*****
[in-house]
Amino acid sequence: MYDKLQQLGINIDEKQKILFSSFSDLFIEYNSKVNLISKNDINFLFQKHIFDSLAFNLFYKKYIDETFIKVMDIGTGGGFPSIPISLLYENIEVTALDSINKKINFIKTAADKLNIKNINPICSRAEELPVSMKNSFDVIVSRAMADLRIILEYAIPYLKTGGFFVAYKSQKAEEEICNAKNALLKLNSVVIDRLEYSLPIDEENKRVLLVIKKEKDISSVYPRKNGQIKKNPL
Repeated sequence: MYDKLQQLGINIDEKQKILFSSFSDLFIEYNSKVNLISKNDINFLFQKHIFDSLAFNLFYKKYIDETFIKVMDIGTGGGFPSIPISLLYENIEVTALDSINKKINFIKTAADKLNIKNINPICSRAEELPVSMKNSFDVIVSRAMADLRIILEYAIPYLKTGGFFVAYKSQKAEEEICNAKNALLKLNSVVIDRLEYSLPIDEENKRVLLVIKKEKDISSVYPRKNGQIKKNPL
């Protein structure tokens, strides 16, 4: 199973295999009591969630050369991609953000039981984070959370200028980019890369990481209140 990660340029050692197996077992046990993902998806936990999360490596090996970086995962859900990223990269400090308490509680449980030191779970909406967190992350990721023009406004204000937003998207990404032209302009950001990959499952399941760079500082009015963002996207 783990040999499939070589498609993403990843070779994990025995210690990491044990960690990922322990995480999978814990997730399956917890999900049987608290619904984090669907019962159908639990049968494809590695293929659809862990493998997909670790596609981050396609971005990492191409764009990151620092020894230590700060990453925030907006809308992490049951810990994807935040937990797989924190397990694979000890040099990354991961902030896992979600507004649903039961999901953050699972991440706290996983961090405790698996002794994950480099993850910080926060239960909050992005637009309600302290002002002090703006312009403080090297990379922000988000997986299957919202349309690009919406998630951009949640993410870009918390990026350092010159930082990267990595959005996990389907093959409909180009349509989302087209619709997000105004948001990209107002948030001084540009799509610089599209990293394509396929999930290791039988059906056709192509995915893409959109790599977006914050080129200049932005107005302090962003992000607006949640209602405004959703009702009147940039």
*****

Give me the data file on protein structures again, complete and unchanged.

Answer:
[in-house]
Amino acid sequence: MYDKLQQLGINIDEKQKILFSSFSDLFIEYNSKVNLISKNDINFLFQKHIFDSLAFNLFYKKYIDETFIKVMDIGTGGGFPSIPISLLYENIEVTALDSINKKINFIKTAADKLNIKNINPICSRAEELPVSMKNSFDVIVSRAMADLRIILEYAIPYLKTGGFFVAYKSQKAEEEICNAKNALLKLNSVVIDRLEYSLPIDEENKRVLLVIKKEKDISSVYPRKNGQIKKNPL
Repeated sequence: MYDKLQQLGINIDEKQKILFSSFSDLFIEYNSKVNLISKNDINFLFQKHIFDSLAFNLFYKKYIDETFIKVMDIGTGGGFPSIPISLLYENIEVTALDSINKKINFIKTAADKLNIKNINPICSRAEELPVSMKNSFDVIVSRAMADLRIILEYAIPYLKTGGFFVAYKSQKAEEEICNAKNALLKLNSVVIDRLEYSLPIDEENKRVLLVIKKEKDISSVYPRKNGQIKKNPL
């Protein structure tokens, strides 16, 4: 199973295999009591969630050369991609953000039981984070959370200028980019890369990481209140 990660340029050692197996077992046990993902998806936990999360490596090996970086995962859900990223990269400090308490509680449980030191779970909406967190992350990721023009406004204000937003998207990404032209302009950001990959499952399941760079500082009015963002996207 783990040999499939070589498609993403990843070779994990025995210690990491044990960690990922322990995480999978814990997730399956917890999900049987608290619904984090669907019962159908639990049968494809590695293929659809862990493998997909670790596609981050396609971005990492191409764009990151620092020894230590700060990453925030907006809308992490049951810990994807935040937990797989924190397990694979000890040099990354991961902030896992979600507004649903039961999901953050699972991440706290996983961090405790698996002794994950480099993850910080926060239960909050992005637009309600302290002002002090703006312009403080090297990379922000988000997986299957919202349309690009919406998630951009949640993410870009918390990026350092010159930082990267990595959005996990389907093959409909180009349509989302087209619709997000105004948001990209107002948030001084540009799509610089599209990293394509396929999930290791039988059906056709192509995915893409959109790599977006914050080129200049932005107005302090962003992000607006949640209602405004959703009702009147940039």